Character and Theme-focused Screenplay Analysis

I Beg To Differ

Like Beads on a String: The Master

Posted by Jennine Lanouette on Wednesday, October 17th, 2012

The opening images of The Master gave me a visualthe master thrill – blue swirling water in a ship’s wake, a sailor chopping into a coconut, making love to a woman made of sand, drinking from a torpedo shell, passed out on a high perch. It was clear to me that writer/director Paul Thomas Anderson was out to challenge narrative convention. I was eager to see what was to come.

But by 20 minutes in, I was bored. I wanted to go with Anderson wherever he was going, but there was no denying the story had not engaged me. Looking around online afterwards, I was relieved to see that I was not the only one. Others were admitting they were bored, too.

Of course, when it comes to challenging films, there’s boring . . . and then there’s boring. The first I would characterize as the putting-in-time-for-a-payoff kind of boring. These are the films that build slowly, deliberately, incrementally towards a subtle yet profound ending. Or, if no such immediate pay off occurs, they stay with you for hours, even days, paying off in more and more layers of meaning emerging out of idle reflection. These are the rare good kind of boring, for which you simply have to concentrate a little harder to get the reward.

The second kind of boring is the more common one – an experience that offers little to no gratification, either immediate or delayed. One can write off such a film as poorly executed, or just chalk it up to personal tastes. But with a film that is clearly designed to push the bounds of cinematic storytelling, I prefer to think that boredom without payoff indicates a narrative experiment that didn’t completely work out.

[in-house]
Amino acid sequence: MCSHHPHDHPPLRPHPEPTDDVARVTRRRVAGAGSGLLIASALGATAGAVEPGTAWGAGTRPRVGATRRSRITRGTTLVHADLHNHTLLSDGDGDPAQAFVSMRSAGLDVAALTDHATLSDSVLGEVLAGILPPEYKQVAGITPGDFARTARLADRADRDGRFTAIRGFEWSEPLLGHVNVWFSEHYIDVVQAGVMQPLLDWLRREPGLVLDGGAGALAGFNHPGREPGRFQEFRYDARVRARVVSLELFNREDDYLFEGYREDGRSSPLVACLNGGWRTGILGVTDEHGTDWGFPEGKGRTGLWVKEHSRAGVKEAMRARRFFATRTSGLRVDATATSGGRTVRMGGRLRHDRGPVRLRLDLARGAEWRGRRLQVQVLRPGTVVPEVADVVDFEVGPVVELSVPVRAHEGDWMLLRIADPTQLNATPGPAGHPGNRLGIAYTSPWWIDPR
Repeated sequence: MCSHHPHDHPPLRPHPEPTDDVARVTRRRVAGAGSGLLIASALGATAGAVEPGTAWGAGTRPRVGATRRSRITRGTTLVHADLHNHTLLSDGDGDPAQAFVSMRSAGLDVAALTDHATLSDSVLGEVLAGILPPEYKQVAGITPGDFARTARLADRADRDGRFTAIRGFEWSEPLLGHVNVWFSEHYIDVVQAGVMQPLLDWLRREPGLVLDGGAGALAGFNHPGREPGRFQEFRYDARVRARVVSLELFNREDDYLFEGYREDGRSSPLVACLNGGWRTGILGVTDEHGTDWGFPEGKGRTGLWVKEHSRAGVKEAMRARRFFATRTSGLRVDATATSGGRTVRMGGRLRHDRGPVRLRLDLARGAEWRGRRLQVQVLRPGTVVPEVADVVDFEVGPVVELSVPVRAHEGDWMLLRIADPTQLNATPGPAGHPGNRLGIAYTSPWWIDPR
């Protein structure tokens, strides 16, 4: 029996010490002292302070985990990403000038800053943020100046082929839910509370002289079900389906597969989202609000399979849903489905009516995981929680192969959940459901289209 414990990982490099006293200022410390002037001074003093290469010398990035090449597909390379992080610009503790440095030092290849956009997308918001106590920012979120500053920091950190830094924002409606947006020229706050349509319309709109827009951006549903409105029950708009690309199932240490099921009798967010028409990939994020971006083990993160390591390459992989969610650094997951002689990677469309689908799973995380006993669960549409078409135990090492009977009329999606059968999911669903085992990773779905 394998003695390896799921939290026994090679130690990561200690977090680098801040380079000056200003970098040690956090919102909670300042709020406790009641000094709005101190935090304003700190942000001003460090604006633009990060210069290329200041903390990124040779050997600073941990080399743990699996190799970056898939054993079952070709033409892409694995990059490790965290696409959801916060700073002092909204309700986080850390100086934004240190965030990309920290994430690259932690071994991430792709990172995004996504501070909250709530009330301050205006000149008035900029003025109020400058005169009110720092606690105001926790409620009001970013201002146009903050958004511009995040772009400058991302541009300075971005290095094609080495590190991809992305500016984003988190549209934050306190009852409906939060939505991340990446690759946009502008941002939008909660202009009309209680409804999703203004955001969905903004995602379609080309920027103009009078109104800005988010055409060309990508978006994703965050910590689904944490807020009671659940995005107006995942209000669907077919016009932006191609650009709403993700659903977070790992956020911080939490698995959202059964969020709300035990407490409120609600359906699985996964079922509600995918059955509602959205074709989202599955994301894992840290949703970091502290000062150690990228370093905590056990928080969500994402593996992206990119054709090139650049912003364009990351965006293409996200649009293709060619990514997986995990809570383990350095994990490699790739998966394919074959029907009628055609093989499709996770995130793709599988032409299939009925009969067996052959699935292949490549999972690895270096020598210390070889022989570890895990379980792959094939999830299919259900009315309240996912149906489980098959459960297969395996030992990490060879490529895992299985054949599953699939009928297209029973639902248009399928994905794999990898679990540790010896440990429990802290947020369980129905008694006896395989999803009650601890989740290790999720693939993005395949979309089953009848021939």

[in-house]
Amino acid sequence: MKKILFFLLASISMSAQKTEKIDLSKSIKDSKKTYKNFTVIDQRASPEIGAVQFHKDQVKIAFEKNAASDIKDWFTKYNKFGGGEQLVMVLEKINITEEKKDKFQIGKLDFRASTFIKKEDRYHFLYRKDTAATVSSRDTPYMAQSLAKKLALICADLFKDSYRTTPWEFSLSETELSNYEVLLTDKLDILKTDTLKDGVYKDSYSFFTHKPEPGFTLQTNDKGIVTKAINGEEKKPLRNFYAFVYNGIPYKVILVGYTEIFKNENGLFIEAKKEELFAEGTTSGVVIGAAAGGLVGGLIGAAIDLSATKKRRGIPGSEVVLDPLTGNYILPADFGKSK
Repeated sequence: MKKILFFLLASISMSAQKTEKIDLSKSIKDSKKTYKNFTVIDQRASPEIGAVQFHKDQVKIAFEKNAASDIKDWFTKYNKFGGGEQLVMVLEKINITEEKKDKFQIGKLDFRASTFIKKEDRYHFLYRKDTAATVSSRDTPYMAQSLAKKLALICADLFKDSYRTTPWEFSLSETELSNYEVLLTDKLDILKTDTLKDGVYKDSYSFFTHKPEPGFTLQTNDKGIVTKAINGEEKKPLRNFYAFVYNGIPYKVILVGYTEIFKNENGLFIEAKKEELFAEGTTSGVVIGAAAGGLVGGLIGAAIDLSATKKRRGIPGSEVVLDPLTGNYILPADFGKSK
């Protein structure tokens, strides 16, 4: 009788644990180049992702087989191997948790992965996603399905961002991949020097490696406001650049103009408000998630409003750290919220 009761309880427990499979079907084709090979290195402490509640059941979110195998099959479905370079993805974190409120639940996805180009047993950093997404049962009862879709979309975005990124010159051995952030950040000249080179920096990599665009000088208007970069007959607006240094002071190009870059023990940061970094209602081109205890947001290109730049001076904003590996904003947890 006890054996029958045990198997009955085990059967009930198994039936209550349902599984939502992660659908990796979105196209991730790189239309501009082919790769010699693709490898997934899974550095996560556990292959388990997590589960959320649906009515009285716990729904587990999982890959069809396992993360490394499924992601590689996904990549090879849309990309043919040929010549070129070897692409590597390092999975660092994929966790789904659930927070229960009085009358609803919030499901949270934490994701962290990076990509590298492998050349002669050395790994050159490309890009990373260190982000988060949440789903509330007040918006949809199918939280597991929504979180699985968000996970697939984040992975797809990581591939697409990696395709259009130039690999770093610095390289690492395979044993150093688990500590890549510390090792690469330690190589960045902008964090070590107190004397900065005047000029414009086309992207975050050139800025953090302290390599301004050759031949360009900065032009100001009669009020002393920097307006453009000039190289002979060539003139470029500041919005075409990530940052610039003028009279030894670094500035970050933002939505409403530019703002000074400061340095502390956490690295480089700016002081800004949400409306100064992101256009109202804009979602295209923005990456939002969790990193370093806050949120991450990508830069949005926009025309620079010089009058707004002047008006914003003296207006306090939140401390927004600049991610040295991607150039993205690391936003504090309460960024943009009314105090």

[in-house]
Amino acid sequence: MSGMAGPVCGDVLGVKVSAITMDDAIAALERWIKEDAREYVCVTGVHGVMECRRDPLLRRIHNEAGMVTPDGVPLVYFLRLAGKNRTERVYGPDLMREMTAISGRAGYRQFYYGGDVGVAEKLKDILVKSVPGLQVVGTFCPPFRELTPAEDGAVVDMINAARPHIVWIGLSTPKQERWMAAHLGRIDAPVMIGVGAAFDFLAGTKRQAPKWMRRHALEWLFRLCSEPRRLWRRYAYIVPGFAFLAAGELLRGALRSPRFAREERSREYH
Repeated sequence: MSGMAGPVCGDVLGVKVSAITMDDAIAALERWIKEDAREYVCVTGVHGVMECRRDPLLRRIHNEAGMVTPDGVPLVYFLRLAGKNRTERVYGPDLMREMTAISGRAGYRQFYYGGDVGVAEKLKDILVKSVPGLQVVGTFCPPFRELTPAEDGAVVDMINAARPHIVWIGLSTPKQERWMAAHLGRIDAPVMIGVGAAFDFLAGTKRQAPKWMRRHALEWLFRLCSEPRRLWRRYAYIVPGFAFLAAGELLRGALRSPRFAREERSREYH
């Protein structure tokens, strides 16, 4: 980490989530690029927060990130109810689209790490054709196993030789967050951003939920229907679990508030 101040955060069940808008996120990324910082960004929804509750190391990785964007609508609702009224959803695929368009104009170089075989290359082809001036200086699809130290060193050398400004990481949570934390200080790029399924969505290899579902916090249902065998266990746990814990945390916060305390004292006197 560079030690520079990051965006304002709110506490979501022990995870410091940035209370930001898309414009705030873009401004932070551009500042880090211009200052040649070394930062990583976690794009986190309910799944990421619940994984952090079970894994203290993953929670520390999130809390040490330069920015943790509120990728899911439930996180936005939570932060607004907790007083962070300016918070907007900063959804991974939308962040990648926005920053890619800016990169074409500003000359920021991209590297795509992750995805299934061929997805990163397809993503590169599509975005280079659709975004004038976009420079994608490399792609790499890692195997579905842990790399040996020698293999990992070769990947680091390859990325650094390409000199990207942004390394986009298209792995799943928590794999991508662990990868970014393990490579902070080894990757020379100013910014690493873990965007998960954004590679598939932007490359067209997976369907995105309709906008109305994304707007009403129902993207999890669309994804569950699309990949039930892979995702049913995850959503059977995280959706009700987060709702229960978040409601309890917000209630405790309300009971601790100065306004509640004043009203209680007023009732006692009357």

The next morning I went to see it again, mostly to see if there was a payoff I had missed. But also to look more closely at the elements of Anderson’s narrative experiment.  I noticed two things: 1) a prioritizing of visuals and dialogue over action, and 2) a downplaying of cause and effect relationships between dramatic events.

Film is, indeed, a visual medium, but it is also time-based, allowing for action and dialogue. These days, of those three, we often see action getting prioritized, which may be why Anderson made his choice to go with the other two. (By action, I mean: What are the characters doing? What are they doing to each other?) What sparse action Anderson does allow seems to center around the drifter, loner, World War II veteran Freddy (Joaquin Phoenix) manufacturing rotgut, passing out drunk or going ballistic. Otherwise, the film has long sequences of Freddy either wandering around aimlessly or hanging out in the background, while, in the foreground we see or hear the Master (Phillip Seymour Hoffman) and his disciples espousing unorthodox philosophies. True, the “processing” sequences could be considered action (the Master is manipulating Freddy), but the heavy reliance on repetitive dialogue puts them at the very low end of the action scale.

Cause and effect is a dramatic technique that gives a story momentum. Without it, a film is describing a chronicle of events, one following another, like beads on a string – this happens, then that happens, then that happens, then that happens. With it, one event leads to another, like billiard balls on a pool table – this happens, which makes that happen, which makes this next thing happens, which leads to this other thing happening. This action/reaction creates relationships between events and gives energy to their progression, like the balls shooting off in all directions. But in this film there just isn’t much of it and when it is there, it’s put in the background, as if Anderson doesn’t want to depend on it to move his story along.